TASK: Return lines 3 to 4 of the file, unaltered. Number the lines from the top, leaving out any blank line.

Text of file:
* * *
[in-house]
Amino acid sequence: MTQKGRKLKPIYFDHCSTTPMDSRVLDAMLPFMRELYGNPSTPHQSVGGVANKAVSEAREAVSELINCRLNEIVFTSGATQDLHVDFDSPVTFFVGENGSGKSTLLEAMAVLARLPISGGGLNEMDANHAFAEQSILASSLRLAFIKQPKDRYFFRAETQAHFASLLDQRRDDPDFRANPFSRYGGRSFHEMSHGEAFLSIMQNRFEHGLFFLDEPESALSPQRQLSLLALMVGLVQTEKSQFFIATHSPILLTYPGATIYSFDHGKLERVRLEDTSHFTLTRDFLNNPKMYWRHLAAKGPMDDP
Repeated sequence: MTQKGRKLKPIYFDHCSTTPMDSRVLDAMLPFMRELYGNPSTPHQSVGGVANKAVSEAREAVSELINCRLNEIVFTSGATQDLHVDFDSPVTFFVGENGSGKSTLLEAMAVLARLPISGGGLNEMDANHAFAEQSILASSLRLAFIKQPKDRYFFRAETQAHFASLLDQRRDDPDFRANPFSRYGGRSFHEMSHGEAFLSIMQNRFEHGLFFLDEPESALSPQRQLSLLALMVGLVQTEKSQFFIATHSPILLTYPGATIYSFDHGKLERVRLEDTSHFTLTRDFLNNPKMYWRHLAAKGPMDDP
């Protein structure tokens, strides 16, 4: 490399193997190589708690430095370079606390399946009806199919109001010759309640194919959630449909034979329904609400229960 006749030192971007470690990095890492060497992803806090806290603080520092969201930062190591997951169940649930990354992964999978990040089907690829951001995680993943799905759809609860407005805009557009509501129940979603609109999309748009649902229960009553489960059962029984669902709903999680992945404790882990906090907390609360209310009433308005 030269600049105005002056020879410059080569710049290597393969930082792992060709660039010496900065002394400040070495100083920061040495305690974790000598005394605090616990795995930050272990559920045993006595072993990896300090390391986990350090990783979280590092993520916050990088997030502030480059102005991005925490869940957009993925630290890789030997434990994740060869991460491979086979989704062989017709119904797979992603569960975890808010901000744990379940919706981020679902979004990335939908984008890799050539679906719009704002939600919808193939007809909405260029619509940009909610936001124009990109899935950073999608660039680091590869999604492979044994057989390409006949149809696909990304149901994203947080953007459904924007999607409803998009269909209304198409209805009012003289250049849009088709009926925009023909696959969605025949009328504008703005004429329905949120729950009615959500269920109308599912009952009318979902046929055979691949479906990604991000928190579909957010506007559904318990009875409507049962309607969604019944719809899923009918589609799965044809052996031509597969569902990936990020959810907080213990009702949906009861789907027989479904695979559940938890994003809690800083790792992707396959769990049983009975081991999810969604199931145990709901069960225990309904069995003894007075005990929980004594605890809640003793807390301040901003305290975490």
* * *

Repeated sequence: MTQKGRKLKPIYFDHCSTTPMDSRVLDAMLPFMRELYGNPSTPHQSVGGVANKAVSEAREAVSELINCRLNEIVFTSGATQDLHVDFDSPVTFFVGENGSGKSTLLEAMAVLARLPISGGGLNEMDANHAFAEQSILASSLRLAFIKQPKDRYFFRAETQAHFASLLDQRRDDPDFRANPFSRYGGRSFHEMSHGEAFLSIMQNRFEHGLFFLDEPESALSPQRQLSLLALMVGLVQTEKSQFFIATHSPILLTYPGATIYSFDHGKLERVRLEDTSHFTLTRDFLNNPKMYWRHLAAKGPMDDP
């Protein structure tokens, strides 16, 4: 490399193997190589708690430095370079606390399946009806199919109001010759309640194919959630449909034979329904609400229960 006749030192971007470690990095890492060497992803806090806290603080520092969201930062190591997951169940649930990354992964999978990040089907690829951001995680993943799905759809609860407005805009557009509501129940979603609109999309748009649902229960009553489960059962029984669902709903999680992945404790882990906090907390609360209310009433308005 030269600049105005002056020879410059080569710049290597393969930082792992060709660039010496900065002394400040070495100083920061040495305690974790000598005394605090616990795995930050272990559920045993006595072993990896300090390391986990350090990783979280590092993520916050990088997030502030480059102005991005925490869940957009993925630290890789030997434990994740060869991460491979086979989704062989017709119904797979992603569960975890808010901000744990379940919706981020679902979004990335939908984008890799050539679906719009704002939600919808193939007809909405260029619509940009909610936001124009990109899935950073999608660039680091590869999604492979044994057989390409006949149809696909990304149901994203947080953007459904924007999607409803998009269909209304198409209805009012003289250049849009088709009926925009023909696959969605025949009328504008703005004429329905949120729950009615959500269920109308599912009952009318979902046929055979691949479906990604991000928190579909957010506007559904318990009875409507049962309607969604019944719809899923009918589609799965044809052996031509597969569902990936990020959810907080213990009702949906009861789907027989479904695979559940938890994003809690800083790792992707396959769990049983009975081991999810969604199931145990709901069960225990309904069995003894007075005990929980004594605890809640003793807390301040901003305290975490």